Static versus typing is a Ford-Chevy argument among programmers. Here’s the best comment on the subject I’ve seen lately.
Very briefly put, the Haskell [strongly, statically typed] perspective emphasizes safety, while the dynamic outlook favors flexibility. If someone had already discovered one way of thinking about types that was always best, we imagine that everyone would know about it by now.
Source: Real World Haskell.
The second sentence applies equally well to all Ford-Chevy arguments: if one alternative were uniformly better than all others, word would get out. These arguments rage because they involve comparisons along multiple (often implicit) criteria and no alternative is simultaneously better by all criteria.
The relative advantages of programming languages depend on how the languages are used. Although dynamic languages place less emphasis on safety, programs written in dynamic languages may be safer in practice than this would imply. Also, in general it is easier to reason about code written in a statically typed language. However, a programmer can easily subvert strong static typing by writing stringly typed code. Code written in well in a dynamically typed language will be easier to read than code written poorly in a statically typed language.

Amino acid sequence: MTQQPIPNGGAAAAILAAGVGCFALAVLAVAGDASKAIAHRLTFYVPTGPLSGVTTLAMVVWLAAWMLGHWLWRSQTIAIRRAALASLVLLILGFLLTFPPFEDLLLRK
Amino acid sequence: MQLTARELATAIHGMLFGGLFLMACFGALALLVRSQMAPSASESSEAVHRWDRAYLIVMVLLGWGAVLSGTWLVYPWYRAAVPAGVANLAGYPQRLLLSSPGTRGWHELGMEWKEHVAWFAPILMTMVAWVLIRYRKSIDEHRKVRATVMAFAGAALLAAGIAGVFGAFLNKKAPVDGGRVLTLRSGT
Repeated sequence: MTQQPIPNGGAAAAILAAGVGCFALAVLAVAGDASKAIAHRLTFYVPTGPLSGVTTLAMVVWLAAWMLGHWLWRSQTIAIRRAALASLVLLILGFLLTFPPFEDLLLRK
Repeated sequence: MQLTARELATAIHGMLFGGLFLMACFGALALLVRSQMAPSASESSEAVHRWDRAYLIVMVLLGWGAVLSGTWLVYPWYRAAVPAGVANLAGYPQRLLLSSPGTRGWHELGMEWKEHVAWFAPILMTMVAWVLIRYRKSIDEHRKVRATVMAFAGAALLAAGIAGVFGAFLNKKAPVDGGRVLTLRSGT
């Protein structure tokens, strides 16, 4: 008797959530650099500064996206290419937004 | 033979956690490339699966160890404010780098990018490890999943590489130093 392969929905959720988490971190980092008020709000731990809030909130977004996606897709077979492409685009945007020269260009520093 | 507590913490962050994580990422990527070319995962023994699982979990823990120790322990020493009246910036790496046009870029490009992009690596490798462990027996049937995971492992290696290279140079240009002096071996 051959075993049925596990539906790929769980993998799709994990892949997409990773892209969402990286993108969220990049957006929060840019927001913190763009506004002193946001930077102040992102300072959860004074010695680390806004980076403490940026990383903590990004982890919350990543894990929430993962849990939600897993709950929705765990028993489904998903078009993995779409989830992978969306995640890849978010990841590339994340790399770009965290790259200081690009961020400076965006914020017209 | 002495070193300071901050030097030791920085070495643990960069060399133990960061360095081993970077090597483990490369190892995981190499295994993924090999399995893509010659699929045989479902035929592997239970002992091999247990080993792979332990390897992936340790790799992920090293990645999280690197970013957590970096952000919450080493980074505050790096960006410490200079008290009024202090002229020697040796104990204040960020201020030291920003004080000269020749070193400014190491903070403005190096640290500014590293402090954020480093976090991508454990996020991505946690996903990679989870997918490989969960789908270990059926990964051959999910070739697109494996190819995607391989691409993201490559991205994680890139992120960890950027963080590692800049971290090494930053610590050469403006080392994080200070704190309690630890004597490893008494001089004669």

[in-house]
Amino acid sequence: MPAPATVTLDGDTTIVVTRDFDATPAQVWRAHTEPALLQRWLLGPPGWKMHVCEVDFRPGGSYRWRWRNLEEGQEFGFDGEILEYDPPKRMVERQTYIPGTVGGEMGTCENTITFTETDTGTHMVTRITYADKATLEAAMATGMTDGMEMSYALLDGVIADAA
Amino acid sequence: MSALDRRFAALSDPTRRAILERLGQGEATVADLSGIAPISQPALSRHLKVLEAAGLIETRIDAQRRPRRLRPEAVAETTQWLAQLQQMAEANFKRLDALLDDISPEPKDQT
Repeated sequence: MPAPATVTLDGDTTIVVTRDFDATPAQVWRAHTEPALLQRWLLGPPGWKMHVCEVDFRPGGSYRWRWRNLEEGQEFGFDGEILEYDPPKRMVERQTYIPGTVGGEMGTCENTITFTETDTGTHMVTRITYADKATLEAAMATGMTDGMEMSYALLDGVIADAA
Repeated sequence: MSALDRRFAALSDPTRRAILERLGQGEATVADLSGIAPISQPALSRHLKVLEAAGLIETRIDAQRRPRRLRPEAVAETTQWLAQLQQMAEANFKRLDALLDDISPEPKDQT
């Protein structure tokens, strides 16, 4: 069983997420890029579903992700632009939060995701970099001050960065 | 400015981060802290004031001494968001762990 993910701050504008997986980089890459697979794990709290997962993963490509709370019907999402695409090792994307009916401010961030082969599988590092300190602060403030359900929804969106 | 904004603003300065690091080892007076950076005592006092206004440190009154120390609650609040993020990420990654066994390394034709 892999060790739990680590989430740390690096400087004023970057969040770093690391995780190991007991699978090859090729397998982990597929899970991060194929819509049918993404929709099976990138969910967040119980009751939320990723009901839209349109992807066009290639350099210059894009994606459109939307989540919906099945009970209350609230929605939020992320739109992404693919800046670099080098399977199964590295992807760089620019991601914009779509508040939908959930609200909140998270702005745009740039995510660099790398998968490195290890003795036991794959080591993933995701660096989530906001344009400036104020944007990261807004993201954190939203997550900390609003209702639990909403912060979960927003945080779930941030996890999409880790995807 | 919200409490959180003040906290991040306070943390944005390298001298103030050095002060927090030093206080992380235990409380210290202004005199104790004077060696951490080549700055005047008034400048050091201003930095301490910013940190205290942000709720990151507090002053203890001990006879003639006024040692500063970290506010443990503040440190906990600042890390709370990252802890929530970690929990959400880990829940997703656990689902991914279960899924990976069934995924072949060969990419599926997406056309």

Comparisons of the advantages static and dynamic typing are nearly impossible. You could try to argue about what would happen “all other things being equal,” but of course all other things are never equal.
Related post: Questioning the Hawthorne effect